Saturday, 17 April 2010

Retribution Falls by Chris Wooding

Retribution Falls by Chris Wooding is a tale about Darian Frey, captain of the Ketty Jay and leader of a motley band of misfits and rogues. They survive - barely - on the proceeds from petty piracy and small-time crook jobs. But now Frey has been offered a plush job, an easy killing, and he can't resist taking the bait - even though it all seems too good to be true. Almost inevitably - given Frey's usual run of luck - the heist goes horribly wrong and Frey realises that he has been framed. On the run from contractors, pirates and the Coalition Navy, Frey has to try and discover who tried to put the crime on him and clear his name before he is taken down...

Retribution Falls is not without its issues, but the main emotion you have while reading it is pure, fist punching the air fun. Frey is a rogue in the classic sense of the word - a character you just can't help but root for, even though he is attempting to cheat and steal his way to a fortune. It is almost old-fashioned in the style of which it is written - motley band of adventurers trading insults and banter while trying to clear their names of murder. Barring the slightly sci-fi setting, this novel could fit neatly into the quest/adventure fantasy section alongside the likes of David Eddings.

Wooding writes at a breathless pace - in the most part. I have two issues with this. The first is that it leaves the world being barely fleshed out. We experience a whistle stop tour of various ports and areas within the land, but not a single one of them really stands out. I don't know if this was deliberate on Wooding's part, since I'm guessing to travellers constantly on the move most ports would blend together into one. The writing of these different locations definitely reflects the wandering life of the crew, but it does make for a breathless ride. A map might have helped, but I guess sci fi novels don't often call for maps!

The second issue with the breathless pace is that it is all the more noticeable when Wooding slows events down. In the latter part of the novel there are two occasions where I felt the pace was snail-like and it jarred me considering how events had transpired previously: these two situations were the conversation between Trinica and Frey, and the delving into the back story of Jez. In both cases, Wooding is writing about something that happened in the past, and it is done in a fairly clumsy manner.

Having said that, I really enjoyed this book. I know it has attracted comparisons to Joss Whedon's Firefly, and I can completely see why. The ensemble characters and the episodic adventures could be transferred with ease to a television show format.

I liked all of the characters, and enjoyed the ease with which they could be differentiated thanks to dialogue and mannerisms. I particularly appreciated the strong development of relationships across the course of the novel - by the end of the novel, the disparate group are very much a crew, and Wooding carefully and cleverly puts all the pieces into place to allow this to happen.

The writing is very effective, and could stand comparisons to such writers as Wilbur Smith in terms of the fact that this is very much an adventure story rather than a straight-up science fiction novel.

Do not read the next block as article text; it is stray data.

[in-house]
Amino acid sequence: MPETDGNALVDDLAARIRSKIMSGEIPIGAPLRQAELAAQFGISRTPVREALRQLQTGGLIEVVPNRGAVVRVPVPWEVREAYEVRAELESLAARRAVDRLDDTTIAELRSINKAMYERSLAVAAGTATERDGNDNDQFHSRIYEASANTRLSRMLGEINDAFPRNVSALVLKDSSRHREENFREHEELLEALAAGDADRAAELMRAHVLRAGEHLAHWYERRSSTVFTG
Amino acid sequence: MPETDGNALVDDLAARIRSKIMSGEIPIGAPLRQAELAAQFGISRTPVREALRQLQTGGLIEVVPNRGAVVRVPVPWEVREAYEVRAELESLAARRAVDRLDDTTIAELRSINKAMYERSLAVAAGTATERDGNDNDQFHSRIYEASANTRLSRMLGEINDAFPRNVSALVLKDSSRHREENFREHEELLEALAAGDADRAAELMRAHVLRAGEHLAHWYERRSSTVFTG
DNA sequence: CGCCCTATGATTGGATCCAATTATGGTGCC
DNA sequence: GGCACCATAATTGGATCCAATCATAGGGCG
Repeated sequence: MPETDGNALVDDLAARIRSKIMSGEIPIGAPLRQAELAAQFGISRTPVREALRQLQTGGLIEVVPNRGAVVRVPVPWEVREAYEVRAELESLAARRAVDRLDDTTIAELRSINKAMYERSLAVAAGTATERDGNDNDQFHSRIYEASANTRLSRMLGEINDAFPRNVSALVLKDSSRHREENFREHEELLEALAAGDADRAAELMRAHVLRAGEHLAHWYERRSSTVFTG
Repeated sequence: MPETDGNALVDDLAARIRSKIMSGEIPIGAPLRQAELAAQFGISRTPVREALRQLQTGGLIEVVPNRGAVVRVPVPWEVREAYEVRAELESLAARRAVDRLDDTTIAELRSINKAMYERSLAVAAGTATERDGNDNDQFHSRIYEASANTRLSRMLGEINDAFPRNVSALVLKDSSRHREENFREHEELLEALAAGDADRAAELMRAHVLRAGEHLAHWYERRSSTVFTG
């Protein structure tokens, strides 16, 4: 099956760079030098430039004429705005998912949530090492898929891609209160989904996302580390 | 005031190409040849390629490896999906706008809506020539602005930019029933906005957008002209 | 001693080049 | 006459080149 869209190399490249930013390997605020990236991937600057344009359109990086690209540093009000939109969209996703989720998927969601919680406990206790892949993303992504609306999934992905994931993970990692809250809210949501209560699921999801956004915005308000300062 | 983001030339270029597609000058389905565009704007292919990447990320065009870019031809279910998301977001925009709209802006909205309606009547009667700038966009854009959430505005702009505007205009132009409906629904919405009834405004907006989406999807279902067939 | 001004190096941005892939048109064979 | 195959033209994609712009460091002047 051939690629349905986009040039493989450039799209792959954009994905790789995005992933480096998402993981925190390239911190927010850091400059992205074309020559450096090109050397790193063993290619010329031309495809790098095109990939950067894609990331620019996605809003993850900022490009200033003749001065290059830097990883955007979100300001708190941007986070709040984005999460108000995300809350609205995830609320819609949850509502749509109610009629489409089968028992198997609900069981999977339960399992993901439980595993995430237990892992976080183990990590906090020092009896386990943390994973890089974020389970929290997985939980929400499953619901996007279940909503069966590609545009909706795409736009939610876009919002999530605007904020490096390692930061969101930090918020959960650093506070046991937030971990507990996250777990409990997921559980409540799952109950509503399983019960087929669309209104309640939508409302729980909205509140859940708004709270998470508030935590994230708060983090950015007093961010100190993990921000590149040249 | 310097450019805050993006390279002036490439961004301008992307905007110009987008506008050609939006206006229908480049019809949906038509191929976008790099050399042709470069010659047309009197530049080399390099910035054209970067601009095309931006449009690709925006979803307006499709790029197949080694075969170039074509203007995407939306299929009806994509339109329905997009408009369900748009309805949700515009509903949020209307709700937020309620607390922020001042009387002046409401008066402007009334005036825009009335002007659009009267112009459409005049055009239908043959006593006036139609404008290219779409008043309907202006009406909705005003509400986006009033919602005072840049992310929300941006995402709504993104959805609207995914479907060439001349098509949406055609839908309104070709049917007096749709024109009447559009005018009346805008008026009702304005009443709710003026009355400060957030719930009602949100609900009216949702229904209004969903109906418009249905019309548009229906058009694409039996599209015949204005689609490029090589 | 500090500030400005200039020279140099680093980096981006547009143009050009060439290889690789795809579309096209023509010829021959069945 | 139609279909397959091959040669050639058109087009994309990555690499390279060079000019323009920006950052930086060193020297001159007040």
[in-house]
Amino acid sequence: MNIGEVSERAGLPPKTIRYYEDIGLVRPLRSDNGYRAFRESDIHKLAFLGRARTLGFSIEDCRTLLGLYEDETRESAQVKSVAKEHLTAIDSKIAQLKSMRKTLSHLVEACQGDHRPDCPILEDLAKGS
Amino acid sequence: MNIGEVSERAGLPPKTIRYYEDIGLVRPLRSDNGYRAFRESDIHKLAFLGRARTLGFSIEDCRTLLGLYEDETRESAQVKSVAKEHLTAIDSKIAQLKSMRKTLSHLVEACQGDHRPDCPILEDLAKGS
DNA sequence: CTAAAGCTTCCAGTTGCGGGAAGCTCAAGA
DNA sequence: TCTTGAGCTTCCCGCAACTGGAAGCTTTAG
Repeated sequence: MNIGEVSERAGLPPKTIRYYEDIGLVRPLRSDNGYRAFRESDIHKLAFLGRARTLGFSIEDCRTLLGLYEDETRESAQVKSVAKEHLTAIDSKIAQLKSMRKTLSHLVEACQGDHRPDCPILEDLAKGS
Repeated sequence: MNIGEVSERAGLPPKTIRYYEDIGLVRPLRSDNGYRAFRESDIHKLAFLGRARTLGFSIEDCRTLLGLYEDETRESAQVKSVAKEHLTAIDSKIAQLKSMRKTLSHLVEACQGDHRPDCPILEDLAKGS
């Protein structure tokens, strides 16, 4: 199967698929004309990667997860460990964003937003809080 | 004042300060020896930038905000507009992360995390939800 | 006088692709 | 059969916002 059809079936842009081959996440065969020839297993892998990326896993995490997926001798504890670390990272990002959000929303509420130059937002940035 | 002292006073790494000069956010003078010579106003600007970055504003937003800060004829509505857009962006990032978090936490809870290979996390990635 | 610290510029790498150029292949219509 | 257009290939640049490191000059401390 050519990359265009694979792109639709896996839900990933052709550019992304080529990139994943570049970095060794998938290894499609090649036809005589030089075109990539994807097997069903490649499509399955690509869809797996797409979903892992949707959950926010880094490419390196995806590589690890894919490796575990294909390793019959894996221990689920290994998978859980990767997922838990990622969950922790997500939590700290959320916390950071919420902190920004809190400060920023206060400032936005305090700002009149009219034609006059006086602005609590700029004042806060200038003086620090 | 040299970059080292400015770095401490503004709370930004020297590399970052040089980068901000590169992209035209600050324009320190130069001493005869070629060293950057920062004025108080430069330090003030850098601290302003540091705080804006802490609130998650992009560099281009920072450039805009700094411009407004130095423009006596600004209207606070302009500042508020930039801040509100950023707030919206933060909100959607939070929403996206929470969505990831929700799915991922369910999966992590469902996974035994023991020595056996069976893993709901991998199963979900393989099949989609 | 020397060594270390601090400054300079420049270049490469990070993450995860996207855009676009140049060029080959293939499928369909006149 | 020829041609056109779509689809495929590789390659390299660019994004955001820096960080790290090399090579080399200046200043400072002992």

There are great flashes of humour, such as:

" 'You get the impression that this has all got a little out of control?' Jez screamed in Frey's ear.

Frey didn't hear what she said, so he nodded as if he agreed, and then replied, 'I think whoever's running this show, they've let things get a bit out of control!'

Jez, who also hadn't heard him, said, 'Definitely!'
"

I also appreciated the warm heart to this novel and the honest writing of some very emotional scenes. In fact, I would be curious to see just how much of Frey's reaction to Trinica and how their story unfolded was semi-autobiographical - the feelings evoked were strong, and the words seemed almost personal, written with a true sense of knowing how it might feel to be so trapped by someone you loved so much.

All in all, I would definitely recommend Retribution Falls to anyone who wants a light-hearted read (with a couple of darker moments!) in the company of some truly memorable and vibrantly-written characters.


Arthur Clarke thoughts: So is this an Arthur Clarke award winner? Although my heart would like to say yes, my head is more sober and suggests no. In fact, I'm not completely sure why Retribution Falls found its way onto the short-list. The award is given for the 'best' science fiction novel published in the previous year. While Retribution Falls is a great read and a fun concept, there is little in the way of what I would deem true science in the novel. Sure, they fly in craft that are straight out of science fiction, but the aerial dog fights that take place could easily be about planes that exist right now. The presence of a daemonist in the tale puts it more into the realm of fantasy. Having now read three of the contenders for the award, I am slightly at a loss as to the reasons for this novel's inclusion. I would say this is the rank outsider.

2 comments:

  1. I've not heard of this (but then, I didn't check the Arthur Clark awards because I don't want that influencing what I read too much - I like reviews better), but it sounds like a fun read. I might need to pick it up. Good review!

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  2. Thanks for the comment! I definitely think this book is a great fun read, and it was one that passed me by on the first release. I'm glad that the Arthur Clarke read prompted me to pick it up :-)

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